Winter is a time for spiders because they don’t want to be outside any more than you do, so chances are they’re hiding out in your house where they sleep during the day and wait for you to fall asleep at night so they can do stuff to you.
It is imperative that you get to know the symptoms of various spider attack, lest you become a victim and lose a lot of self esteem.
Blonde Carrot Spider. This spider does not bite, but rather crouches by your bed at night staring at your face trying to figure out what you’re thinking. In many ways this can be more invasive than an actual venom injection; particularly if you wake up before it goes away. Best protection: wear sunglasses to sleep so it can’t see your eyes. It will get discouraged and go away.
Leg Spider. Ever get a Charlie Horse in the middle of the night? Okay, that’s not a random muscle spasm. It’s a spider. Now don’t freak out, but in order for your leg to cramp up like that the spider has to bite you pretty high up on the inner thigh. So when your calf starts to cramp up you should not immediately grab the calf and start massaging it. Instead you should brush off your inner thigh with a quick, panicked motion. The Leg Spider does not have dangerous venom, just annoying venom. It bites for recreational purposes, and if you wear long underwear to bed you should be able to easily ward off its bite.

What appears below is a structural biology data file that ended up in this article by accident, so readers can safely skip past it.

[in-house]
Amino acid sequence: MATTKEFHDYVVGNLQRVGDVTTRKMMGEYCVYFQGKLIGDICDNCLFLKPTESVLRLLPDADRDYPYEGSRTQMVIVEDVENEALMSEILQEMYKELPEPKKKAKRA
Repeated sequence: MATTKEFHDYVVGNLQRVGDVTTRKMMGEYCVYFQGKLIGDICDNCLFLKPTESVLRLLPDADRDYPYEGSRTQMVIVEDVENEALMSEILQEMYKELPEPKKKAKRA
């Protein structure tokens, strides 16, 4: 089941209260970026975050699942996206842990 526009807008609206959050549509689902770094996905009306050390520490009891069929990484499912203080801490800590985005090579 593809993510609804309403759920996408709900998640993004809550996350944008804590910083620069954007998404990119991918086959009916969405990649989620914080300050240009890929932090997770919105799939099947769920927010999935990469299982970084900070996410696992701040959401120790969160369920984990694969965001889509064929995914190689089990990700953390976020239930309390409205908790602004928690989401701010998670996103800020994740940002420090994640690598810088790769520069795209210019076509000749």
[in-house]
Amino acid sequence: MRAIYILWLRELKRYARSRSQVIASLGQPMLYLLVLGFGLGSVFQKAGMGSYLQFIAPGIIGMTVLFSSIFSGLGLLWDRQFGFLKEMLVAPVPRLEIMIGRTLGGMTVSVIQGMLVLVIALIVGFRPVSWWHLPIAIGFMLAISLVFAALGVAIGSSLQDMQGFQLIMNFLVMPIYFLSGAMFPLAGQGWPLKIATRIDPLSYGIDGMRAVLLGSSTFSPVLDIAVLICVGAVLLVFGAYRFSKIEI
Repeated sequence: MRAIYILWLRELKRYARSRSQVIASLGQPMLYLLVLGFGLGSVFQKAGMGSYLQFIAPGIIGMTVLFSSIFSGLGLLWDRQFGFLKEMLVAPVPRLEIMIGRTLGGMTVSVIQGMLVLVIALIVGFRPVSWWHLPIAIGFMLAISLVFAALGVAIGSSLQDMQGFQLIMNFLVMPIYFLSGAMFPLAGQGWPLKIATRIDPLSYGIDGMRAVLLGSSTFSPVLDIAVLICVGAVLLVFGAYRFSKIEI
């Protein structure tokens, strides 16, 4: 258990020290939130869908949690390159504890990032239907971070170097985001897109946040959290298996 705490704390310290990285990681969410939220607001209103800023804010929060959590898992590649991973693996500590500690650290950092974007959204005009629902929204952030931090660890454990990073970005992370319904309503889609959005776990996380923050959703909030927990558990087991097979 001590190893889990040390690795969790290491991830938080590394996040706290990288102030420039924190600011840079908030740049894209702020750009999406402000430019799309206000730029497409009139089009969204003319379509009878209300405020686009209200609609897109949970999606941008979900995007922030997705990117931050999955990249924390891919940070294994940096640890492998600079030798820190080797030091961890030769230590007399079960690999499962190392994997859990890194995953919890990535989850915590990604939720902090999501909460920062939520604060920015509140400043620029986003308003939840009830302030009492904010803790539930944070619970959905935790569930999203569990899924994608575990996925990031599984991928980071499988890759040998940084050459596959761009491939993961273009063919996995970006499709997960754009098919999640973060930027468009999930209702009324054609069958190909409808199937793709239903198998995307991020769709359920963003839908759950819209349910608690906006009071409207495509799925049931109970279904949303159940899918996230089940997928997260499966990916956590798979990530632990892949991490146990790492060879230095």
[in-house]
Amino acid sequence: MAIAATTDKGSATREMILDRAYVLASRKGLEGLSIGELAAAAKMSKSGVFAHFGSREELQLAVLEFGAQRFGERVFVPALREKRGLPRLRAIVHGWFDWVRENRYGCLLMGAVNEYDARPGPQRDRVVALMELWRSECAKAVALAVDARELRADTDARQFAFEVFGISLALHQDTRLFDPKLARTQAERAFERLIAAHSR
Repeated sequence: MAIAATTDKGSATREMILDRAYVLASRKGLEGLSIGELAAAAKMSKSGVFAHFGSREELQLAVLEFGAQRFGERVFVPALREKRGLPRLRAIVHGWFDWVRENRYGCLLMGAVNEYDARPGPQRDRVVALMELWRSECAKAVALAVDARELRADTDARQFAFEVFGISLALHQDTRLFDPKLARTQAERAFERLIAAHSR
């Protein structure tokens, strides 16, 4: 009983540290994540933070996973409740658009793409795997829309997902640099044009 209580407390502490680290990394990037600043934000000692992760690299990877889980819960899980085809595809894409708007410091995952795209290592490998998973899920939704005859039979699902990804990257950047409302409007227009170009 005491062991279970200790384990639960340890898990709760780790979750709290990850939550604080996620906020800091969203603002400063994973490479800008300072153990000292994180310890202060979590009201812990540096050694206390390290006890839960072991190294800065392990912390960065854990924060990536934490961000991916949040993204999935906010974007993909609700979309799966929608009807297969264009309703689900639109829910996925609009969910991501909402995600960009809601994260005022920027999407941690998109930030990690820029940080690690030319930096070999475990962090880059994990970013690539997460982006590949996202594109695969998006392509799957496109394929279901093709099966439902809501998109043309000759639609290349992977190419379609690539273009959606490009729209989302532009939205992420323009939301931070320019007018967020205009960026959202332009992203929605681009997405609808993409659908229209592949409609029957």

Brown Spotted Shame Spider. This spider is particularly crafty in its approach. Generally it comes in from an outside source, like a friend’s bag or a sealed envelope. But once inside your home, it tends to stay there until purged by either burning sage or holy water sprinkled in all corners of your house or both. The brown spotted shame spider does not wait until you go to sleep, but rather jumps on you out of nowhere no matter what you’re doing and its bite will blind you for approximately five minutes, but nothing else will happen other than you will feel tired and want to lie down afterwards. The BSSS become particularly active when you are writing a novel, so be on alert.
Scrambled Egg Spider This spider is harmless but will stick to your neck and you won’t be able to get it off. This is particularly true in the winter months when peoples’ skin tends to be dry. The scrambled egg spider is a common spider and no one knows where it comes from but you probably have about three or four of them in your house right now that have been there for a while and nobody knows how old they are. The best way to avoid the attack of the scrambled egg spider is to moisturize every day. That way the spider will slide right off when you decide you’ve had enough.